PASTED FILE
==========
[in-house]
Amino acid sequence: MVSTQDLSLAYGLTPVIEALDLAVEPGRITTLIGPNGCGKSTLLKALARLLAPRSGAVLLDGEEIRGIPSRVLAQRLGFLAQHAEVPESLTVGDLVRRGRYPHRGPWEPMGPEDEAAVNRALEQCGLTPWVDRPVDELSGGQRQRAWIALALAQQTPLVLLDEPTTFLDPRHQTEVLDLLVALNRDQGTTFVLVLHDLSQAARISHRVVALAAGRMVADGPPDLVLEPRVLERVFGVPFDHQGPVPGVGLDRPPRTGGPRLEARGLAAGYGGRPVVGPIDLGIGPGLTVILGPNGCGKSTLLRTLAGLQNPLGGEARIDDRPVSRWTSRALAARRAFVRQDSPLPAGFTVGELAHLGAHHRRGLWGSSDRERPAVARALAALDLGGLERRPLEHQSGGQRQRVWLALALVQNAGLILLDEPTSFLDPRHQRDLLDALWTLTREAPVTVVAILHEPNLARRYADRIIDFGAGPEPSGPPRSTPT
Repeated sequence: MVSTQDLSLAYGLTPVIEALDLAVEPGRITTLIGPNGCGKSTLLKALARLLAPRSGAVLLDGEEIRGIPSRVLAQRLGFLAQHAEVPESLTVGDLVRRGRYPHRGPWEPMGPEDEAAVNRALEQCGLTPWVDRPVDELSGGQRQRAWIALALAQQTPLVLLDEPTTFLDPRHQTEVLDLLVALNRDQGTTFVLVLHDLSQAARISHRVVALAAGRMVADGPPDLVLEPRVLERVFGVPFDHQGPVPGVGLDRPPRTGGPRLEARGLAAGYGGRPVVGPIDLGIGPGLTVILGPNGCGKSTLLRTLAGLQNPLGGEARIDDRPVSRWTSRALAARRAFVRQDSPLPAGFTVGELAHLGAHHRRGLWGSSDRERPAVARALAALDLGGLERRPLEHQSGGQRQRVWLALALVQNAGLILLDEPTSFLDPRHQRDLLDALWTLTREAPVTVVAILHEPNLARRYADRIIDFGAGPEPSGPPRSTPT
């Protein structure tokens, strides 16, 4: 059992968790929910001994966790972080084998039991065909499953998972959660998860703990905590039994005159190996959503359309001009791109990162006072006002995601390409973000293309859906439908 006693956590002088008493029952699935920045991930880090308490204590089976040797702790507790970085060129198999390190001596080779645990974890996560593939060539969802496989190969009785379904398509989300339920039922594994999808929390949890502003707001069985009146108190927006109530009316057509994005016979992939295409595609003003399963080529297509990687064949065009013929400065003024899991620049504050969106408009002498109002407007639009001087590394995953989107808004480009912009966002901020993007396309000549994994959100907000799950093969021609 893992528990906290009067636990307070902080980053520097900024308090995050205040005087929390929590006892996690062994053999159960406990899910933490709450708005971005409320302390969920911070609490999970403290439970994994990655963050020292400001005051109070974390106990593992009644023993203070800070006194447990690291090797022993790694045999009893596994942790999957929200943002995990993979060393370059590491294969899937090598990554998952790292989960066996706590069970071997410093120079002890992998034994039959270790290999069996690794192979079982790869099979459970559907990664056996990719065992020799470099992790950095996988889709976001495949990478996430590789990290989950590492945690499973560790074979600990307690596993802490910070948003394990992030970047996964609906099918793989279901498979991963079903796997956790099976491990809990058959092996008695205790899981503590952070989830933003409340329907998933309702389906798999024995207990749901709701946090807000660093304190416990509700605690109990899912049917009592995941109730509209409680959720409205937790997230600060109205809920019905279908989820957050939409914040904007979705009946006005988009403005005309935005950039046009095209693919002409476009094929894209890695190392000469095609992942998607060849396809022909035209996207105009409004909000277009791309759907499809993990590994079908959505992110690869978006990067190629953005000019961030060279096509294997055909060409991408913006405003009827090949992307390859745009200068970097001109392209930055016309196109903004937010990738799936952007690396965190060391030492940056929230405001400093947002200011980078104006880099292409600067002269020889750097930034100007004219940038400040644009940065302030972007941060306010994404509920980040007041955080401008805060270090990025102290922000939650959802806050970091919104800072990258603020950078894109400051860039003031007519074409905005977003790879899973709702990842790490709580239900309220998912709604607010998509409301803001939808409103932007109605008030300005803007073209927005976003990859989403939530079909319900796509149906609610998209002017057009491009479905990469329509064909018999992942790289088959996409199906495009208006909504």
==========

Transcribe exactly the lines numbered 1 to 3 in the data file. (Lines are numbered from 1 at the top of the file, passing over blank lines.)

[in-house]
Amino acid sequence: MVSTQDLSLAYGLTPVIEALDLAVEPGRITTLIGPNGCGKSTLLKALARLLAPRSGAVLLDGEEIRGIPSRVLAQRLGFLAQHAEVPESLTVGDLVRRGRYPHRGPWEPMGPEDEAAVNRALEQCGLTPWVDRPVDELSGGQRQRAWIALALAQQTPLVLLDEPTTFLDPRHQTEVLDLLVALNRDQGTTFVLVLHDLSQAARISHRVVALAAGRMVADGPPDLVLEPRVLERVFGVPFDHQGPVPGVGLDRPPRTGGPRLEARGLAAGYGGRPVVGPIDLGIGPGLTVILGPNGCGKSTLLRTLAGLQNPLGGEARIDDRPVSRWTSRALAARRAFVRQDSPLPAGFTVGELAHLGAHHRRGLWGSSDRERPAVARALAALDLGGLERRPLEHQSGGQRQRVWLALALVQNAGLILLDEPTSFLDPRHQRDLLDALWTLTREAPVTVVAILHEPNLARRYADRIIDFGAGPEPSGPPRSTPT
Repeated sequence: MVSTQDLSLAYGLTPVIEALDLAVEPGRITTLIGPNGCGKSTLLKALARLLAPRSGAVLLDGEEIRGIPSRVLAQRLGFLAQHAEVPESLTVGDLVRRGRYPHRGPWEPMGPEDEAAVNRALEQCGLTPWVDRPVDELSGGQRQRAWIALALAQQTPLVLLDEPTTFLDPRHQTEVLDLLVALNRDQGTTFVLVLHDLSQAARISHRVVALAAGRMVADGPPDLVLEPRVLERVFGVPFDHQGPVPGVGLDRPPRTGGPRLEARGLAAGYGGRPVVGPIDLGIGPGLTVILGPNGCGKSTLLRTLAGLQNPLGGEARIDDRPVSRWTSRALAARRAFVRQDSPLPAGFTVGELAHLGAHHRRGLWGSSDRERPAVARALAALDLGGLERRPLEHQSGGQRQRVWLALALVQNAGLILLDEPTSFLDPRHQRDLLDALWTLTREAPVTVVAILHEPNLARRYADRIIDFGAGPEPSGPPRSTPT